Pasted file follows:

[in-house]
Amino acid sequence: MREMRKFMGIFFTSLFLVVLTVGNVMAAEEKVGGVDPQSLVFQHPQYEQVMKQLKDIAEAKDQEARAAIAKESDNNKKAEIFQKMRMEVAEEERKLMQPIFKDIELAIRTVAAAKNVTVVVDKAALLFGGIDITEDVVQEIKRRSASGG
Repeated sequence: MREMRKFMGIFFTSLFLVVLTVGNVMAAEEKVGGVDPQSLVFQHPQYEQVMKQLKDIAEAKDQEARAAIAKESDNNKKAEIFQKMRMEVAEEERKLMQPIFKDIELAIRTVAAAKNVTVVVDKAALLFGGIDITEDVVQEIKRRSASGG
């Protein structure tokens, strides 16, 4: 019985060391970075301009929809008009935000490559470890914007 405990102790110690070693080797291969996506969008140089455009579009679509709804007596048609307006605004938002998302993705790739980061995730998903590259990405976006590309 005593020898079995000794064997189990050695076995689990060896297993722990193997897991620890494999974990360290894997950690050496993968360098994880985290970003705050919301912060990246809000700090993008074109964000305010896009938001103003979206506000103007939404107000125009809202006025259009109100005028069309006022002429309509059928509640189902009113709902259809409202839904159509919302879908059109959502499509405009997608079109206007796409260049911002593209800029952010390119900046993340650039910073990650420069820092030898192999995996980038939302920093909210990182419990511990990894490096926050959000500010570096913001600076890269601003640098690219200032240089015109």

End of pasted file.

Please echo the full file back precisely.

[in-house]
Amino acid sequence: MREMRKFMGIFFTSLFLVVLTVGNVMAAEEKVGGVDPQSLVFQHPQYEQVMKQLKDIAEAKDQEARAAIAKESDNNKKAEIFQKMRMEVAEEERKLMQPIFKDIELAIRTVAAAKNVTVVVDKAALLFGGIDITEDVVQEIKRRSASGG
Repeated sequence: MREMRKFMGIFFTSLFLVVLTVGNVMAAEEKVGGVDPQSLVFQHPQYEQVMKQLKDIAEAKDQEARAAIAKESDNNKKAEIFQKMRMEVAEEERKLMQPIFKDIELAIRTVAAAKNVTVVVDKAALLFGGIDITEDVVQEIKRRSASGG
């Protein structure tokens, strides 16, 4: 019985060391970075301009929809008009935000490559470890914007 405990102790110690070693080797291969996506969008140089455009579009679509709804007596048609307006605004938002998302993705790739980061995730998903590259990405976006590309 005593020898079995000794064997189990050695076995689990060896297993722990193997897991620890494999974990360290894997950690050496993968360098994880985290970003705050919301912060990246809000700090993008074109964000305010896009938001103003979206506000103007939404107000125009809202006025259009109100005028069309006022002429309509059928509640189902009113709902259809409202839904159509919302879908059109959502499509405009997608079109206007796409260049911002593209800029952010390119900046993340650039910073990650420069820092030898192999995996980038939302920093909210990182419990511990990894490096926050959000500010570096913001600076890269601003640098690219200032240089015109």